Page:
The religious beliefs and practices formed the centre of cultural life for these populations, thus giving the mosque the central position in spatial and institutional hierarchies. The cultural beliefs separating public and private lives regulated the spatial order between uses and areas. Thus, the town plan consisted of narrow streets and cul-de-sacs separating private and public domains, while the land use emphasised the separation of male and female users. Consequently, economic activity that involved exchange and public presence was separated from residential (private dwellings) use and concentrated in public areas and in the main streets.
2.3. Design principles stemmed from Shariah law
The Islamic city also reflected the rules of Sharia (the Islamic Law) in terms of physical and social relations between public and private realms, and between neighbours and social groups. The privacy principle was made into a law which sets the height of the wall above the height of a camel rider. This as well as the laws of the property rights, for example, were all factors determining the form of the Islamic city.
2.4. Social principles
Figure 3: Traditional building patterns in the old city of Kuwait. Source: Beaumont et al. 1988, p.207.
The social organisation of the urban society was based on social groupings sharing the same blood, ethnic origin and cultural perspectives. Development was therefore directed towards meeting these social needs, especially in terms of kinship solidarity, defence, social order and religious practices (figure 2). Such groups included: Arabs, Moors, Jews and other groups such as Andalusians, Turks, and Berbers, as in cities of the Maghreb. These were reflected in the concept of quarters known as Ahya’ (in the Mashraq) or Huma (in the Maghreb).
Factors such as extended-family structures, privacy, gender separation and strong community interaction were clearly translated in the densely built form of the courtyard houses (figures 3 & 4). The social organisation of the urban society was based on social groupings sharing the same blood, ethnic origin and cultural perspectives. Social and legal issues were taken over by religious scholars who lived in central places close to the main mosque (the main public institution) and the public life where disputes mostly arose. The shift of political power from the Shura (consultative) system of early Islam to authoritative regimes especially under the late Ottomans resulted in transferring the political quarter from the centre to the edge of the city in the form of a fortress (citadel) to provide better protection for the rulers. Examples of these provisions are found in North African cities under the name of Casbah or Qasabah.
3. Morphological Components of the Islamic City
The debate over what is the Islamic city or whether an Islamic city had existed at all is still very much taking place. Lapidus (1969) for example argued that the Arab Muslims did not settle exclusively in new towns. Some settled in the existing ones as well as in villages. He added further “the Arabs gave a certain impetus to Middle East urbanisation without causing a general increase in the level of urban development and without identifying cities with Islam” (Lapidus, 1973). Hamdan (1962) shared this view arguing that towns in the Islamic period were an extension of the pre-existing ones and some of their morphological features were inherited and others emerged through the process of convergence.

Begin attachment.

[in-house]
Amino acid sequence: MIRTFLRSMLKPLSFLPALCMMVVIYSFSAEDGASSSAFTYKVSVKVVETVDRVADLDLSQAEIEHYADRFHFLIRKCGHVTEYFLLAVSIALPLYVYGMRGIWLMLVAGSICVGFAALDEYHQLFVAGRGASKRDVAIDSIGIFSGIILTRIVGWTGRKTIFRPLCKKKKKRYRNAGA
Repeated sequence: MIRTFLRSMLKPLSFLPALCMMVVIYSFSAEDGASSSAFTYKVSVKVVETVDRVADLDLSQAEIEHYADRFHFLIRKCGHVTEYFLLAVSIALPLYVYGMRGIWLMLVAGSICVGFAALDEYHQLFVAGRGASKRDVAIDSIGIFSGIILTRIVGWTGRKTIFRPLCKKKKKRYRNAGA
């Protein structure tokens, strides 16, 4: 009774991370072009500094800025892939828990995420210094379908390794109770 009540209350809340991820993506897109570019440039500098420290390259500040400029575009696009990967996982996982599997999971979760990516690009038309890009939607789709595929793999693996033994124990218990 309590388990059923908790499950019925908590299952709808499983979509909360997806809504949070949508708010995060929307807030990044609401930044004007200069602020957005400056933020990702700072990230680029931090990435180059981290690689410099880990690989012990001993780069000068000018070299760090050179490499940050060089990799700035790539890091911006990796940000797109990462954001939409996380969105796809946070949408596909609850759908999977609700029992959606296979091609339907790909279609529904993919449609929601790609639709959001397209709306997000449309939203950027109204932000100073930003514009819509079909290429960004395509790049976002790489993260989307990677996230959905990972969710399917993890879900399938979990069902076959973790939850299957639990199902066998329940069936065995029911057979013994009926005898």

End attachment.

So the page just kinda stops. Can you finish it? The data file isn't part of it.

Figure 4: Old city of Dubai (the Bastakia) Source: UNESCO 1981, p. 27.
There is a growing confidence among archaeologists and urban researchers that Roman street patterns and insulae layouts, in particular, had a great influence on streets and building plots of the medina (town) in the Maghreb (Tunis for example). Brown (1986) pointed out the reluctance to employ explicitly the concept of an Islamic city due to the concern over the “Orientalism” perception of it. King (1989) noted that the notion of the Islamic city originates in the west, that it is “defined in difference” to Western city.
Other Scholars such as Eikelman (1981), Hakim (1976) and Al-Sayyed (1991) see the Islamic city as an entity with distinctive form and characteristics. The same debate has extended to the identifying features and characteristics and whether they are typical to be applied to all Islamic cities or unique to particular regions. This dilemma is widened further as many stereotypes for the typical Islamic city were produced reflecting the area and the city being studied. However, there is a general consensus (among scholars) that the Islamic city has some typical features as illustrated in the following sections’.
3.1. The main Mosque
It occupied the heart of the town and was usually surrounded by the Suq (market) as the case of Zaytouna mosque in Tunis and central mosque in Isfahan. This was where weekly Friday prayers were held and attached to it there was the Madrasa (school or college) providing religious and scientific teaching.
Located outside the main mosque, the Suqs or markets provided the economic activity in the town. Goods sold were usually spatially distributed corresponding to their nature. Sacred items such as candles, incenses and perfumes were sold close to the mosque, as well as items that would be sold by booksellers and binders (Marçais, 1945); whilst the rest of the goods were found at a further distance. The central area was also the gathering of other public activities such as social services, administration, trade, arts and crafts and baths (Hammam) and hotels (Funduq and Waqala).
Also known as Casbah or qasaba, representing the palace of the governor, the citadel was surrounded by its own walls and constituted a district on its own with its own mosque, guards, offices, and residence. It was usually located in the high part of the town near the wall.